American psychologist Burrhus Frederic Skinner, however, took Pavlov’s classical conditioning to whole new heights. He launched a philosophy (later called the “science of operant conditioning”) and wrote a precursor to today’s “chaos theory,” entitled Radical Behaviorism, in which he essentially describes how to incite a mob to frenzy. Skinner founded his own school of experimental research and poured himself into experimenting with human behavior, which culminated in a work entitled Verbal Behavior. It was this text that pricked the antennae of educators like Edward Thorndike and opportunists in marketing, journalism, and politics — all of whom could clearly see benefit in “molding public opinion” beginning in childhood.

So, Skinner’s greatest legacy became education and childrearing. An avowed atheist, he viewed humans as high-functioning animals. All one had to do is apply reward and punishment in appropriate doses (the highest reserved for stubborn cases), and society could get a child to hate what he once desired and love what he once despised.

It didn’t work out quite so simplistically. What it did do, however, was launch a whole new approach to education, eventually shifting it away from excellence to mere functionality. Most significantly, it compromised the child’s ability to think logically and analytically, which of course carried lifelong side effects. Unless a student was taught otherwise by his parents, Skinnerian “wisdom” made the child a sitting duck for manipulation as an adult.

This, of course, made behavior modification ever so much easier to implement at the high-school and college levels. But it would take the application of tactics from psychologists like Alexander Luria, Kurt Lewin, Benjamin Bloom, Ewen Cameron, John Goodlad, and Elliott Aronson to entrench a “science of coercion.” The special combination of Lewin’s “group dynamics” and Aronson’s “cognitive dissonance,” in particular, comprised the keys to the breakdown of public resistance which is, at its core, an underhanded means of exhausting the other fellow’s will.

Course 3 — War Games
Ironically, the biggest boost for psychological manipulation research (including exhausting the opposition’s will) came out of our fight against the Axis Powers in World War II. The propaganda wars were on in Europe and Asia, and we had to counter it, leading to America’s first serious excursions into informational warfare.

Unfortunately, many of those who did their jobs so well ultimately carried their newfound knowledge with them to posts in the media, major universities, and industry. Among them were William Paley (CBS), Charles Dollard (Carnegie Corp. and Rand Corp.), and Edward Barrett (Columbia University Graduate School of Journalism). The latter launched, in turn, the careers of America’s top publishers — the heads of Look, Time, Fortune, Parade, the Denver Post, and dozens more.

Despite their intelligence (pun intended) and apparent patriotism in wartime, these high-functioning individuals decided psychology and psychiatry were indeed the antidotes to war, crime, and a host of social ills. They concluded that God was not on their side, that in fact the Almighty should take a hike, having just let loose Hitler, Mussolini, and the Bataan Death March. As for Josef Stalin, he was the victim of early brutality, after all, and now he was playing a game of “chicken” with us. (Such thinking led to the 1964 book Games People Play by Eric Berne, father of “transactional analysis.” The book and the theory both apparently “sold” well with the public, but did the author himself little good, what with three failed marriages and a subsequent string of clandestine relationships.)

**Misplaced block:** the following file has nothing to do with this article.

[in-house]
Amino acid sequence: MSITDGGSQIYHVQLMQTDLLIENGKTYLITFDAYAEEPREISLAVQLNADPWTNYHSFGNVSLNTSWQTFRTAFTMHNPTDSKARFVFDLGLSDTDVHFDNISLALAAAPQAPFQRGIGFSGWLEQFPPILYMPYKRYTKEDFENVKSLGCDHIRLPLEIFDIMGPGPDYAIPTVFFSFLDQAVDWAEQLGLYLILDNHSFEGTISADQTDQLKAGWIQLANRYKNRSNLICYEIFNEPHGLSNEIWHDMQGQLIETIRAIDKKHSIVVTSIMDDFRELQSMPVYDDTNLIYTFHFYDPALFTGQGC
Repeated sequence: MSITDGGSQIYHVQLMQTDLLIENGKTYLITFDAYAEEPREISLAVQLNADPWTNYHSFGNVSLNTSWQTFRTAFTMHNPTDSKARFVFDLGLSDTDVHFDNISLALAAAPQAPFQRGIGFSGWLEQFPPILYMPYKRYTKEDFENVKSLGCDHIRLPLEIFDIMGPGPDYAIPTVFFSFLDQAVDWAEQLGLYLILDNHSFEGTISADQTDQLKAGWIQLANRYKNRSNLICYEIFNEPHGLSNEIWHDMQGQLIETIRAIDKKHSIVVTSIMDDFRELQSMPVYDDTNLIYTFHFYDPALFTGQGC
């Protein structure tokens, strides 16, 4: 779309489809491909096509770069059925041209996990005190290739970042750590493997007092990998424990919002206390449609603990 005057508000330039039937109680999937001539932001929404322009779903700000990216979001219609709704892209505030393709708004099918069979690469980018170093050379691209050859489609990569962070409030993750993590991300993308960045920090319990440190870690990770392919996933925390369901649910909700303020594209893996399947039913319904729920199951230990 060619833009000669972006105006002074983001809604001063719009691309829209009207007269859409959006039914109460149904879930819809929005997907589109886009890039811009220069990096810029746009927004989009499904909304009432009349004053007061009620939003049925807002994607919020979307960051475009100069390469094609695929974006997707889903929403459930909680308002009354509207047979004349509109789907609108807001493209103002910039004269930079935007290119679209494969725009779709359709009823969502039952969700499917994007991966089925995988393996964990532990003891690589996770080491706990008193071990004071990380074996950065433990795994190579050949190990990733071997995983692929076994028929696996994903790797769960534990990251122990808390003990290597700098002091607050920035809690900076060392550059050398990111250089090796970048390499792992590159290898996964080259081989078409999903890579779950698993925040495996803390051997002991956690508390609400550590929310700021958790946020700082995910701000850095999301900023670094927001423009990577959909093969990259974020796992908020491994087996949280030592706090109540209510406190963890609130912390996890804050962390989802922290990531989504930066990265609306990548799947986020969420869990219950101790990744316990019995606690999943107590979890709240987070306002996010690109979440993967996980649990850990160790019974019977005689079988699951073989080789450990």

In any case, what Stalin needed was reassurance, not bomb threats. These hardened propaganda warriors believed Americans should just take a deep breath (and maybe a bit of heavy breathing, too — who needed that monogamy stuff, anyway?) and get an attitude adjustment with the help of a psychiatrist.

Of course, none of that worked quite as promised, either. It turned out that the Soviets under Stalin were into attitude adjustment, too — only theirs already came with the stench of the gulag, “hospitals”-cum-prisons, re-education camps, and torture, with and without psychiatric drug cocktails.

Meanwhile, America’s “progressive” educators were hardly asleep at the wheel. Following up on J. R. Rees’ infamous speech to the World Federation of Mental Health, the nation’s largest teacher union, the National Education Association, incorporated hardball psychiatric techniques into its special National Training Laboratory for Applied Behavioral Sciences in Bethel, Maine. Psychologists carefully selected candidates who looked promising as department heads in public schools or simply as master teachers who would use the same potent techniques with their students as were being taught at the Lab.

By 1989, the much-ballyhooed “paradigm shift,” as it was dubbed by behaviorist educrats, occurred in American schools, and the free world was hurled into “free fall”: clandestine censorship counselors in university dorms, encounter-style techniques masquerading as “class discussions” in high schools, massive invasions of privacy under the cover of “academic testing,” “value-neutral” courses in ethics, and world history that bestowed upon even the most heinous regimes the moral equivalence of Jeffersonian democracy.

Little wonder that by the 1990s battalions of psychiatrists were being dispatched to every school district to help contain the new brand of war games: a tsunami of school shootings and mass murders perpetrated by kids raised on a diet of behavior modification and psychiatric drugs.